More formally, the parameters of the neural network define an encoding of the image. So given any input image I, the neural network outputs this 128 dimensional encoding of I. What we want to do is learn parameters so that if two pictures I and J, are of the same person, then you want that distance between their encodings to be small. In contrast, if I and J are of different persons, then you want that distance between their encodings to be large.
As you vary the parameters in all of these layers of the neural network, you end up with different encodings, you can use back propagation and vary all those parameters in order to make sure these conditions are satisfied.
To apply the triplet loss, you need to compare pairs of images. For example, given this pair of images, you want their encodings to be similar because these are the same person.
Whereas, given this pair of images, you want their encodings to be quite different because these are different persons.
In the terminology of the triplet loss, what you are going do is always look at one anchor image and then you want to minimize distance between the anchor and the positive image. Whereas, you want the anchor when compared to the negative example for their distances to be much further apart. So, here comes the term “triplet loss”, which is that you'll always be looking at three images at a time.
Now, let’s abbreviate them to A, P, and N for anchor positive and negative. You want the encoding between the anchor minus the encoding of the positive example to be small and in particular, you want this to be less than or equal to the distance of the squared norm between the encoding of the anchor and the encoding of the negative, where of course, this is d of A, P and this is d of A, N. And you can think of d as a distance function.
The neural network doesn't care how much further negative it is. But in order to define this dataset of triplets, you do need some pairs of A and P. Pairs of pictures of the same person. So the purpose of training your system, you do need a dataset where you have multiple pictures of the same person.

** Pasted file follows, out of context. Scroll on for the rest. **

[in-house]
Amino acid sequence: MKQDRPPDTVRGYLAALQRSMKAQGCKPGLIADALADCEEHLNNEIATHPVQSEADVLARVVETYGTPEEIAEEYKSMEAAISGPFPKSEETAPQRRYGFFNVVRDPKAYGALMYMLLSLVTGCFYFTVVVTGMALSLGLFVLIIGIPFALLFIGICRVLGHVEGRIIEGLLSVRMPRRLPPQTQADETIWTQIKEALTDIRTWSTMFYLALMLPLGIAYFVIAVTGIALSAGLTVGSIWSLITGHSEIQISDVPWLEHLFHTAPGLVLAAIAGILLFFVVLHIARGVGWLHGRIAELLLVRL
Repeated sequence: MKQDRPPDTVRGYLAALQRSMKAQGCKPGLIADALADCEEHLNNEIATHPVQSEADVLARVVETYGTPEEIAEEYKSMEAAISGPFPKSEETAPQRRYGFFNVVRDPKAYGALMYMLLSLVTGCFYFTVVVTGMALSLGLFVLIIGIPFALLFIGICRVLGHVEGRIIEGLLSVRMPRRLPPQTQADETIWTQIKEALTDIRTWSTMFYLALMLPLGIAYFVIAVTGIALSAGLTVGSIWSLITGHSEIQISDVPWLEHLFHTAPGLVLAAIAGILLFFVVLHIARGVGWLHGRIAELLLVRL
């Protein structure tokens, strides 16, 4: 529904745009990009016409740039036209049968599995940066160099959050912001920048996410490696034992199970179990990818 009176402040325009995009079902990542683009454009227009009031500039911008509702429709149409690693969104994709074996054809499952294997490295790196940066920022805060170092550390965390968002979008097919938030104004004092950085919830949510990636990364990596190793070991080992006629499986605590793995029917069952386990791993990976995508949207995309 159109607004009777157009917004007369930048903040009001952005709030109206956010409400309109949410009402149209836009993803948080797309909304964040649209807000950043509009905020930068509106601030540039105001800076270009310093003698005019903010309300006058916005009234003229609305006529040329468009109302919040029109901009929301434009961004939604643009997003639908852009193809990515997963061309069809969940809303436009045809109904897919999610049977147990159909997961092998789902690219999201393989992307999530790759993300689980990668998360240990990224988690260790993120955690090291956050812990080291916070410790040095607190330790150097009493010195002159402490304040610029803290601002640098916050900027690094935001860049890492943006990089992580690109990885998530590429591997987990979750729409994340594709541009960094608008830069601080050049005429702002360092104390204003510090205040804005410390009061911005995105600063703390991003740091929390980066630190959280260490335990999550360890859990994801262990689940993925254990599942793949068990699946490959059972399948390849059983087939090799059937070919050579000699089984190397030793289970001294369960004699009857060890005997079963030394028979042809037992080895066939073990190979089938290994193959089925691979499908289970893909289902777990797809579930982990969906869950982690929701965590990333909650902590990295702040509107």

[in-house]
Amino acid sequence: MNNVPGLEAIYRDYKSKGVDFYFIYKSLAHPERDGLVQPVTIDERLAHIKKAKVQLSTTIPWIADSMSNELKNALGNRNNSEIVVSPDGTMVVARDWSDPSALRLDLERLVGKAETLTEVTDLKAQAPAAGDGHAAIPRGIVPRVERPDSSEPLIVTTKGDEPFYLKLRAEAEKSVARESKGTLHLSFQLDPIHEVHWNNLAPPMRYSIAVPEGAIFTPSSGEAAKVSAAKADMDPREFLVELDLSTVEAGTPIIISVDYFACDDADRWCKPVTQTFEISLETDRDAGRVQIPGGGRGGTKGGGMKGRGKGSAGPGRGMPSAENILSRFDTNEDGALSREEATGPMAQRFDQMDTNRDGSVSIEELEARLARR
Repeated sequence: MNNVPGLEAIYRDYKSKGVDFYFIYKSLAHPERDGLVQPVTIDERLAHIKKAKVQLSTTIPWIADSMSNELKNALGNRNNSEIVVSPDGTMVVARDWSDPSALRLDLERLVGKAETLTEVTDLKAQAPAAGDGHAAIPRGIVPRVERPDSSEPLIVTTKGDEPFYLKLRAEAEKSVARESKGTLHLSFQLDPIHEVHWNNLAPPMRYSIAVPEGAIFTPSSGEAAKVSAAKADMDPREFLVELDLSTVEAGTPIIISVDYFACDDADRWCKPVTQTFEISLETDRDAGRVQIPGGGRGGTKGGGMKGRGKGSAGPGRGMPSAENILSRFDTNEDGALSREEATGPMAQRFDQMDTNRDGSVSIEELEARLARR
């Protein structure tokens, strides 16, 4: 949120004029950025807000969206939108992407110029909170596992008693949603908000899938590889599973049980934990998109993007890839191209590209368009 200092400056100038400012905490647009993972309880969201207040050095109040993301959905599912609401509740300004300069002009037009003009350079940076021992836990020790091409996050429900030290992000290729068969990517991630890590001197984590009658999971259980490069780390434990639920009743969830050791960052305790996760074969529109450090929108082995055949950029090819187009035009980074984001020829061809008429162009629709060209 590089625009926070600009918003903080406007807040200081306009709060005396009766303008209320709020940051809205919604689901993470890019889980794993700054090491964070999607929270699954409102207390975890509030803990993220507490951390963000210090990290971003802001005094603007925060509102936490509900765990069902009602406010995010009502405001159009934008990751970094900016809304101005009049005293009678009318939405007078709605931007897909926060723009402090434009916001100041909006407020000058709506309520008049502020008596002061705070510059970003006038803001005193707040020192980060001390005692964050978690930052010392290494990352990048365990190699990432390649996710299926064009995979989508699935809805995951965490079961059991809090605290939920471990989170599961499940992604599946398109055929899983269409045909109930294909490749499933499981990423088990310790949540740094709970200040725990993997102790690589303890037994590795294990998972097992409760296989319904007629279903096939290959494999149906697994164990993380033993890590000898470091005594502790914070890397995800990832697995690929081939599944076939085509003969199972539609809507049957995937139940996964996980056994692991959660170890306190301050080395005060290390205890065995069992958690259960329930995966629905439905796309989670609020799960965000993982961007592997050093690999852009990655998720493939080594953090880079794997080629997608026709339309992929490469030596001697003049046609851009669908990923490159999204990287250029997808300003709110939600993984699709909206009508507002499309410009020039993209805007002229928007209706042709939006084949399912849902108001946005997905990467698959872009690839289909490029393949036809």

If you had just one picture of each person, then you can't actually train this system, but of course after having trained the system, you can then apply it to your one shot learning problem where for your face recognition system, maybe you have only a single picture of someone you might be trying to recognize. But for your training set, you do need to make sure you have multiple images of the same person at least for some people in your training set so that you can have pairs of anchor and positive images.
Now, how do you actually choose these triplets to form your training set?
To construct a training set, what you want to do is to choose triplets A, P, and N that are hard to train on. A triplet that is hard will be if you choose values for A, P, and N so that maybe d(A, P) is actually quite close to d(A,N). So in that case, the learning algorithm has to try extra hard to take this thing on the right and try to push it up or take this thing on the left and try to push it down so that there is at least a margin of alpha between the left side and the right side. And the effect of choosing these triplets is that it increases the computational efficiency of your learning algorithm.
Fortunately, many of the famous tech companies have trained these large networks and posted parameters online. So, rather than trying to train one of these networks from scratch, this is one domain where because of the share data volume sizes, this is one domain where often it might be useful for you to download someone else's pre-train model, rather than do everything from scratch yourself.
The triplet loss implementation will be something like that:
def triplet_loss(y_true, y_pred, alpha = 0.2):
anchor, positive, negative = y_pred, y_pred, y_pred # Compute the (encoding) distance between the anchor and the positive pos_dist = tf.reduce_sum(tf.square(tf.subtract(anchor, positive)), axis = None) # Compute the (encoding) distance between the anchor and the negative neg_dist = tf.reduce_sum(tf.square(tf.subtract(anchor, negative)), axis=None) # Subtract the two previous distances and add alpha. basic_loss = pos_dist - neg_dist + alpha # Take the maximum of basic_loss and 0.0. Sum over the training examples. loss = tf.reduce_sum(tf.maximum(basic_loss, 0)) return loss
And many of the ideas here came from a paper by Yaniv Taigman, Ming Yang, Marc'Aurelio Ranzato, and Lior Wolf in a system that they developed called DeepFace.